The Internet, increasingly present in our daily lives, is certainly a great factor of progress and innovation, but it also represents a threat for some operators, in particular for intellectual property rights holders. Indeed, the development of online marketplaces such as Amazon, eBay or Leboncoin has considerably increased the risk counterfeit goods. The recent case Louboutin v. Amazon is a striking illustration: Amazon has been cited for displaying advertisements on its website for red-soled heel shoes, which Louboutin claims to be counterfeiting of its best-known high-heeled women’s shoes. From a legal point of view, this phenomenon raises the question of liability of online intermediaries, including operators of online marketplaces such as the giant Amazon. Indeed, several obstacles often challenge the attribution of the infringement of an EU trademark to the real seller, who may be difficult to identify, whose location may prevent him from being held liable and whose solvency is questionable. On the contrary, the operator of the online marketplace through which the third-party seller went is easier to identify, may be held liable, and is usually more solvent. It is therefore preferable for the victim of the infringement to seek the establishment of that operator’s liability. However, positive law tends to protect online intermediaries, and it is actually difficult to establish their liability, whether direct or indirect.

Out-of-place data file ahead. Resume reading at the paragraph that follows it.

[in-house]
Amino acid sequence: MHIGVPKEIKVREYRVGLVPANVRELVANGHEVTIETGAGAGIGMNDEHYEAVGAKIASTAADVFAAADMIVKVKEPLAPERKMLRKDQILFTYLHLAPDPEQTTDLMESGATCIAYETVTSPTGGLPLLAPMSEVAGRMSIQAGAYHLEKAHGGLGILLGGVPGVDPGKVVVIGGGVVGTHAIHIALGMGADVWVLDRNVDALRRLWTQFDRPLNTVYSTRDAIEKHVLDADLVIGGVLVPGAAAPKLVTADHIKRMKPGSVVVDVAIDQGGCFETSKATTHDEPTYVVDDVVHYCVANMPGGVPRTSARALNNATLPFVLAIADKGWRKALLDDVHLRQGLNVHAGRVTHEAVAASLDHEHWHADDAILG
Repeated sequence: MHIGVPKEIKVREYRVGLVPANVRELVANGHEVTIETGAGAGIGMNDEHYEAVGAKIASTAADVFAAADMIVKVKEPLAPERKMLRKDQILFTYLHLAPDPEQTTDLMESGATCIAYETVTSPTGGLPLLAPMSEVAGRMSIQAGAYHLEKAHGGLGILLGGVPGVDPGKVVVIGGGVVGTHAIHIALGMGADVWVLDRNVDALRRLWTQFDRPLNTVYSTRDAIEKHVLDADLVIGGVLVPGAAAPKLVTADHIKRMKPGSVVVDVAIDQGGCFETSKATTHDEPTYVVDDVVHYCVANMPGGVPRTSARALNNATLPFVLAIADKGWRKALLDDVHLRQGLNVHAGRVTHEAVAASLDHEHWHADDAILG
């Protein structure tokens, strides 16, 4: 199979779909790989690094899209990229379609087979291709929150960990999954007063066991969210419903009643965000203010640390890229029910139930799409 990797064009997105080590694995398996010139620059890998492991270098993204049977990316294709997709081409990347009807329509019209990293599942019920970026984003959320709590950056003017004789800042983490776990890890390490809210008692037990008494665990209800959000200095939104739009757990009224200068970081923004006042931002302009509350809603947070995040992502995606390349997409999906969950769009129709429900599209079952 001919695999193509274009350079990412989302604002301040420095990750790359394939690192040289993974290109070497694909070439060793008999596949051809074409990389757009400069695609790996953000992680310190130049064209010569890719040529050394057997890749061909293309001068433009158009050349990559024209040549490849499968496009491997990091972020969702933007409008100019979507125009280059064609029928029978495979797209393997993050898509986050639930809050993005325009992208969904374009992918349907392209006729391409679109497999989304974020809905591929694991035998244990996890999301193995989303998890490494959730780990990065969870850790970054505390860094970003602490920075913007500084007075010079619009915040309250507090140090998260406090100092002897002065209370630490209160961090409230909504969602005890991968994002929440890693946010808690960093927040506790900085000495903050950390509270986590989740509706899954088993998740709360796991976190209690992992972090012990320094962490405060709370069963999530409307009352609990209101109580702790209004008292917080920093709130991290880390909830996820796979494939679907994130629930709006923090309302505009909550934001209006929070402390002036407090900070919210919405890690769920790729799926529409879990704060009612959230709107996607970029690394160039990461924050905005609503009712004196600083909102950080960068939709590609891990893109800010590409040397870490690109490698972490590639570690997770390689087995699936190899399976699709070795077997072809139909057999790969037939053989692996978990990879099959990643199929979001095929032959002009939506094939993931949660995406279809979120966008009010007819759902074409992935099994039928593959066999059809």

In terms of direct liability of online platform operators for trademark infringements (which is at issue in the case under discussion), the challenge lies in the concept of “use”. In this sense, Article 9 of EU Regulation 2017/1001 confers on the proprietor of an EU trademark a right to prohibit all third party from using in the course of trade, without his consent, any sign identical with his trademark in relation to goods or services which are identical with those for which the trademark was registered. Section 3 of the same Article lists the types of use that may be prohibited by the trademark proprietor, including “offering the goods, putting them on the market, or stocking them for those purposes”. Lacking textual definition, the question arises as to when the operator of the online marketplace must be considered to have “used” a sign identical to the mark at issue. The Court of Justice recalls in this judgment that the term “using” involves active behavior and direct or indirect control of the act constituting the use (definition previously established in 2016 in the Daimler judgment, Case C-179/15). Indeed, the whole point of Article 9 is to provide the trademark proprietor with a legal instrument allowing him to prevent any use of his trademark made by a third party without his consent. Yet, only a person who has control of the act constituting the use is in a position to effectively stop it.
Moreover, since the Google judgment (cases C-236/08 to C-238/08, 2010) the Court has consistently considered that an act of use by an online intermediary implies that the latter uses the sign identical to the trademark in its own commercial communication. This condition relating to the commercial communication, which is “at the heart of the concept of use” (expression used by Advocate General Maciej Szpunar in his opinion for the present case), has always led to rule out the direct liability of the online intermediary, at least until now. For instance, in the Coty Germany case (C-567/18, judgment delivered in 2020), the European judges considered that the mere storage by Amazon of goods bearing a sign identical to an EU trademark did not in itself constitute a use of that sign in its own commercial communication, and therefore ruled out the direct liability of Amazon.